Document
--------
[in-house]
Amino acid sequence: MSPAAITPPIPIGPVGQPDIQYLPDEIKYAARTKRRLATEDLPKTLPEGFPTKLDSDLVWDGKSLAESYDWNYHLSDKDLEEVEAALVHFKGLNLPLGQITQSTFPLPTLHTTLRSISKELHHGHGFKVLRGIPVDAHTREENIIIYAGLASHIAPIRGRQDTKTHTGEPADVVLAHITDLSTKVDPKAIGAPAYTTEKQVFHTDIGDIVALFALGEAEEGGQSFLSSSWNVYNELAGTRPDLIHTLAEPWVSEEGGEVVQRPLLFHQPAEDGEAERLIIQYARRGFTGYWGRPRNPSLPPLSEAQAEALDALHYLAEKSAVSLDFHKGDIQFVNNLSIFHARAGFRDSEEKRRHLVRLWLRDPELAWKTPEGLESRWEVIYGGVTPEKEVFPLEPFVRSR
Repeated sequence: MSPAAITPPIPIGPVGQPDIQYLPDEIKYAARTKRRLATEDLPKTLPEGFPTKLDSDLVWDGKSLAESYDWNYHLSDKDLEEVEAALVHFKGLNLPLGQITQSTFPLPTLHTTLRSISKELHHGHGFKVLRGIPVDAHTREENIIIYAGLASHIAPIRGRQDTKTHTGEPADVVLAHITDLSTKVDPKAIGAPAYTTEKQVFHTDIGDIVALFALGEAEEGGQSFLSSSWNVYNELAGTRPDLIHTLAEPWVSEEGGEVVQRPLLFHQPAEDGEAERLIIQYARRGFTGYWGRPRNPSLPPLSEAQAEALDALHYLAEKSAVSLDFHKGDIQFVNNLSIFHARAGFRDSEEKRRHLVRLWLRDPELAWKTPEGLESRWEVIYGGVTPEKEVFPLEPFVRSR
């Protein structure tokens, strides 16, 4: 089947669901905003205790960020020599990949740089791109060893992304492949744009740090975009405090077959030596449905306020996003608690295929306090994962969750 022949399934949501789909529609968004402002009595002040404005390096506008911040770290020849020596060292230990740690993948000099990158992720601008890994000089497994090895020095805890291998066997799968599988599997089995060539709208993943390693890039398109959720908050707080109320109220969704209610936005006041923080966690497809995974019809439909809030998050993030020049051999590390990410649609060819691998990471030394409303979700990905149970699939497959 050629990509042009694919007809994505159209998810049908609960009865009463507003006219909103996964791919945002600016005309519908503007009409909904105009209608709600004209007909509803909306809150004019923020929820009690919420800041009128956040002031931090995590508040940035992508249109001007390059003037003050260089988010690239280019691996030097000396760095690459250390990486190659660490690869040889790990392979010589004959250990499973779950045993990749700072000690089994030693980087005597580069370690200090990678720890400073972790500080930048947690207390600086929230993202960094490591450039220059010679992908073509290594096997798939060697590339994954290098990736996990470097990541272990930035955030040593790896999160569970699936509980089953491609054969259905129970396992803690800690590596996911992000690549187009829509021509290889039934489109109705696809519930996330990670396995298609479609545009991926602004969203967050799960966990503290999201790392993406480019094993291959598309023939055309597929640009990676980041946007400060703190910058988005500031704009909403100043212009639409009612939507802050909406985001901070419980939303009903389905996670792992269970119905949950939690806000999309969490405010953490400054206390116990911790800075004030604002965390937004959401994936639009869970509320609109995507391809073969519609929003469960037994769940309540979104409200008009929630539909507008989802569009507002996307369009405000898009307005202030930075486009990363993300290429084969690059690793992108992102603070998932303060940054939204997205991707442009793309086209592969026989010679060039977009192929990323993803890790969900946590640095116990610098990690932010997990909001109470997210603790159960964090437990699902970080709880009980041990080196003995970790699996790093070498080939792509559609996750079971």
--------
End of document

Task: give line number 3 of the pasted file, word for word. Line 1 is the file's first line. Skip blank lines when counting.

Repeated sequence: MSPAAITPPIPIGPVGQPDIQYLPDEIKYAARTKRRLATEDLPKTLPEGFPTKLDSDLVWDGKSLAESYDWNYHLSDKDLEEVEAALVHFKGLNLPLGQITQSTFPLPTLHTTLRSISKELHHGHGFKVLRGIPVDAHTREENIIIYAGLASHIAPIRGRQDTKTHTGEPADVVLAHITDLSTKVDPKAIGAPAYTTEKQVFHTDIGDIVALFALGEAEEGGQSFLSSSWNVYNELAGTRPDLIHTLAEPWVSEEGGEVVQRPLLFHQPAEDGEAERLIIQYARRGFTGYWGRPRNPSLPPLSEAQAEALDALHYLAEKSAVSLDFHKGDIQFVNNLSIFHARAGFRDSEEKRRHLVRLWLRDPELAWKTPEGLESRWEVIYGGVTPEKEVFPLEPFVRSR